“It started to rain!” commented Andrés “el Andy” Rodríguez, beertender and brewer at Madueño Brewing Co. I was perplexed. It didn’t rain in Tijuana or Playas the night before.
“Not real rain, it started to rain sweat! Nos bañaron de sudor,” Andrés pointed at the canvas on the vendor tent and flapped it to show how sweat was dripping on their bar.
More than 20,000 people attended the 8th Expo Cerveza Artesanal between Friday, June 1st and Saturday, June 2nd at the bullfighting ring just below the border wall in Imperial Beach. I was one of them.
I was the only one that boarded the free bus from downtown Tijuana to the beer festival at 4:00 pm. The bus went to pick-up more people in Plaza Río, doing two full loops of the area. Due to Tijuana weekend traffic, it took almost an hour to pick-up six more people. I didn’t make it to the festival until 6:00 pm.
Sigh... A taxi de ruta would have charged me less than a $1 and it would have taken me less than 20 minutes.
Workers were still fixing minor details at the entrance of the festival. I scurried to find the press pass I was promised though I messaged them last minute about my attendance. Tickets were going for 350 pesos at the gate (around $20). The festival had two very popular Mexican ska bands headlining each night, Panteon Rococo and La Maldita Vecindad.
Past the welcoming gate, the festival greeted me with a dozen or more food vendors, many of them grilling meat. Baja BBQ Pit grilled exotic meats like alligator, moose, ostrich, wild boar, and lion. Yes, you read that right. Lion.
Inside a massive circus tent, there were over 60 brewery vendors and a big stage. Most breweries were selling tasters of 3-4 oz for fifty cents or a buck while full pints were going for around three dollars. Indio, Heineken, and Tecate beers were also available for half the price. A couple dozen of porta-potties were allocated on the side.
As a follower of Baja’s beer movement, I noted familiar faces behind several booths. Luis Larios brewer of Cervecería Fauna in Mexicali served me the first beer, an American Pilsner that had a nice slightly sweet cereal flavor to it. El Andy of Madueño served me two versions of their Berliner Weisse, with and without berries. The pink version with berries named “Panty Dropper” had a sharper fruitier taste.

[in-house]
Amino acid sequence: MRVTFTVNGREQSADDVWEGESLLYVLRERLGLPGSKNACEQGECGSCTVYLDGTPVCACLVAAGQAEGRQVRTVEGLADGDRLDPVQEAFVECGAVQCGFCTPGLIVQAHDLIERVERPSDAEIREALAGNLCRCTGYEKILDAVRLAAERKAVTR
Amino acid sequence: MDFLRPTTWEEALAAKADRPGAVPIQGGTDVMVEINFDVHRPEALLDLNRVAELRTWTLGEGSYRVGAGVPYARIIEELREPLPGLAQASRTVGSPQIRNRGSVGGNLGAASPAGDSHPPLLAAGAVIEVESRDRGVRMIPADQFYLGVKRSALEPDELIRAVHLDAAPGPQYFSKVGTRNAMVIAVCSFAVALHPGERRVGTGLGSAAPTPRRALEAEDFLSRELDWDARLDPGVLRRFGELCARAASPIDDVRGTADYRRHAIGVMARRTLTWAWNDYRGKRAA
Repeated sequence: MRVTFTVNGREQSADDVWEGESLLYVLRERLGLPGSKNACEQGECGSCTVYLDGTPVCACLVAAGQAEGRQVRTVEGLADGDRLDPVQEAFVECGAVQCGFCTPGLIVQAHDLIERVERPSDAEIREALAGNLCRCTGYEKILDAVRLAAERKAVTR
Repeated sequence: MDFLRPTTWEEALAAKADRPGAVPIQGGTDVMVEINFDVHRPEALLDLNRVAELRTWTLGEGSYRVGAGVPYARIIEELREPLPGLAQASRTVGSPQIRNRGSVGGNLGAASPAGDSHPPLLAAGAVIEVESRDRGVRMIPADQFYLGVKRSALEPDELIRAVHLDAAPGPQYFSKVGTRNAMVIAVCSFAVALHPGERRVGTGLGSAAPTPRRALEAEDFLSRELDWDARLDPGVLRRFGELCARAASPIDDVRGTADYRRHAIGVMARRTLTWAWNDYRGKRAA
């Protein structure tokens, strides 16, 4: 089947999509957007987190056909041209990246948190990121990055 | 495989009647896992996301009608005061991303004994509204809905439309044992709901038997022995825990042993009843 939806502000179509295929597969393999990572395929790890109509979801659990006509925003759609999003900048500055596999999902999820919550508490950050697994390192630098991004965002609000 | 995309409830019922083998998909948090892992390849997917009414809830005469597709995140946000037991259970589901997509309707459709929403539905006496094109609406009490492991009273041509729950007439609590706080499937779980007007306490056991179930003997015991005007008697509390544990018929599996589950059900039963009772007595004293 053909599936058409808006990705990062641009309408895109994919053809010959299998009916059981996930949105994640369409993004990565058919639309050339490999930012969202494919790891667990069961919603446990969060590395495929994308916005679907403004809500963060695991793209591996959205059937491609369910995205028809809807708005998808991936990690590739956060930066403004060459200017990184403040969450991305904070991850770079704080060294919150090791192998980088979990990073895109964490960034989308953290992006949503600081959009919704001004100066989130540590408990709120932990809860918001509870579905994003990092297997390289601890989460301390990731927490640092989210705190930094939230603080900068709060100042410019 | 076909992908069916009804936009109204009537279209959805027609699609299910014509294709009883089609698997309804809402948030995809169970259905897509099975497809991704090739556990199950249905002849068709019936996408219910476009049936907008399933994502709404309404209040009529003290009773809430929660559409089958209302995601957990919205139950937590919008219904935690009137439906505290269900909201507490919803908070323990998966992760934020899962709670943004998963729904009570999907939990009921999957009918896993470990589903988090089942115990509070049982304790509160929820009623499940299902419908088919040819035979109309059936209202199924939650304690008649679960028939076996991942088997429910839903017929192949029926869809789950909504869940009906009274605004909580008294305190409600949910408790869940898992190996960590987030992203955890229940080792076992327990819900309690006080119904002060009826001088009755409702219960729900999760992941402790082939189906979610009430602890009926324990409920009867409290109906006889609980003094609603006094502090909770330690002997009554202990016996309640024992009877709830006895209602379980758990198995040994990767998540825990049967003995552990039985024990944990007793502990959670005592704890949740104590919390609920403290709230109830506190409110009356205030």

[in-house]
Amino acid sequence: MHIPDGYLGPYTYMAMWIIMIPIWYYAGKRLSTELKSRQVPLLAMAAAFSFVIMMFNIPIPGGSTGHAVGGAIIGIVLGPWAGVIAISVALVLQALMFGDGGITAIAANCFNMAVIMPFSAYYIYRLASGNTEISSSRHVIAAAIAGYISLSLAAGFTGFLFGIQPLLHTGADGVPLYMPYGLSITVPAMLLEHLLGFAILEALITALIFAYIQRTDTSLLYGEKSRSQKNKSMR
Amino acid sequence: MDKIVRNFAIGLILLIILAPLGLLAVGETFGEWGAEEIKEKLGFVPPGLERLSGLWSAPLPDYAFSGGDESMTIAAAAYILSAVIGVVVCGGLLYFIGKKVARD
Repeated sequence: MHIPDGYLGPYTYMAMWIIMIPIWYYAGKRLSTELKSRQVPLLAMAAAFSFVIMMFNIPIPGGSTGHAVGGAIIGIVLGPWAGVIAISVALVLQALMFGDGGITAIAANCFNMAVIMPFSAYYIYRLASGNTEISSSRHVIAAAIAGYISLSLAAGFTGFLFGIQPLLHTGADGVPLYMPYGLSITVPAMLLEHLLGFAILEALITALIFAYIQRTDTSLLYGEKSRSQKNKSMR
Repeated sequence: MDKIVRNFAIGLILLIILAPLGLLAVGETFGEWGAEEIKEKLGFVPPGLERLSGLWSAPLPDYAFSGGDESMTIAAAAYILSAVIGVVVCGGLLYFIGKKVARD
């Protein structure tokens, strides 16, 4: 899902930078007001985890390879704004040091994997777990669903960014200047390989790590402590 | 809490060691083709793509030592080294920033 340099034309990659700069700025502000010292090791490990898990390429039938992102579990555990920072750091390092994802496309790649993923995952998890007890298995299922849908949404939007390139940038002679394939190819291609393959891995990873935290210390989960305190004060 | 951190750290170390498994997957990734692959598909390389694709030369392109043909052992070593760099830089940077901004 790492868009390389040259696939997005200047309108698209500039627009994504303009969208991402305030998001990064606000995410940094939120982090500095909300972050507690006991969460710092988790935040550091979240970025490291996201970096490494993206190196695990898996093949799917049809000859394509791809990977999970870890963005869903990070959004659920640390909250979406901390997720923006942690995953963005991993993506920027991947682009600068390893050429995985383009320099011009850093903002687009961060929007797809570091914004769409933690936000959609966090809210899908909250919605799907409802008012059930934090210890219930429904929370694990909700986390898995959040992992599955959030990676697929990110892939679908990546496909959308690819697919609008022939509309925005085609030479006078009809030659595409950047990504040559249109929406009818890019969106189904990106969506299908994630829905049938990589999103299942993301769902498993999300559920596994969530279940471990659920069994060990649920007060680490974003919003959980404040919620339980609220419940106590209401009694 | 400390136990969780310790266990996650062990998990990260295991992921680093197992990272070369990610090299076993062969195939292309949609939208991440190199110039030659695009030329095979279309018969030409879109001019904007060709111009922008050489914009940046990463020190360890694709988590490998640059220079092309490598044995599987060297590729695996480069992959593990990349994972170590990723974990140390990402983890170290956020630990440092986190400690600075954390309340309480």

Agua Mala brought to the festival their usual line of beers and just one new one, a Tepache Sour, winning me over. Ivan Maldonado of Thr3e Punk Ales and Silenus recommended a Tripel beer by Cerveza Cardera from Ensenada. Not the usual type of beer I go for, but Maldonado’s suggestions are not to be ignored. The Tripel had banana and clove notes while keeping under control the alcohol and overly sweet taste that I dislike about the style.
Several more beers followed: Kaminari delivered puckery sour ale and a salty Gose, Ley Seca served me a hoppy double IPA properly named Hopperhead, and Baja Brew Pub gave me a hoppy pale ale named “May 16th” (which happens to be my birthday).
Around dusk, after waiting in a long messy line for Baja BBQ Pit, I asked for the lion meat burger. The lady receiving orders warned me that it was 400 pesos (around $24 USD). I opted for the moose burger instead at half that price. It was a simple burger that showcased the lean and gamey meat flavor.
At around 8 pm the festival started to get very crowded. I got my last beer at Norte Brewing Co and left the festival before Panteon Rococo took the stage, leaving a sea of people behind me. As I was leaving, thousands of people were walking in, drinking Tecate Lights and pachitas de tequila in the parking lot.
Saturday was a repeat of Friday, except the expo started to get very crowded in the early afternoon. I also heard more English and noticed more Americans on Saturday afternoon. I avoided the familiar breweries to try new beers. I wasn’t very impressed by any of them but Cerveceria Insania (Tijuana) with three great IPAs. Hairy Nose Brewery (Tijuana) also had a Brett IPA that was perfection and Puerco Salvaje (Mexicali) delivered a Cucumber Sour that was better than some that I’ve tried from north of the border.
Again, I left the beer expo before the masses arrived.
In the Facebook forum TJ Beer Friends, a group of brewers and drinkers, consumers complained about the large crowds that were there for the concert and not for the beer. Brewers, for the most part, seemed happy that they sold a lot of their beer.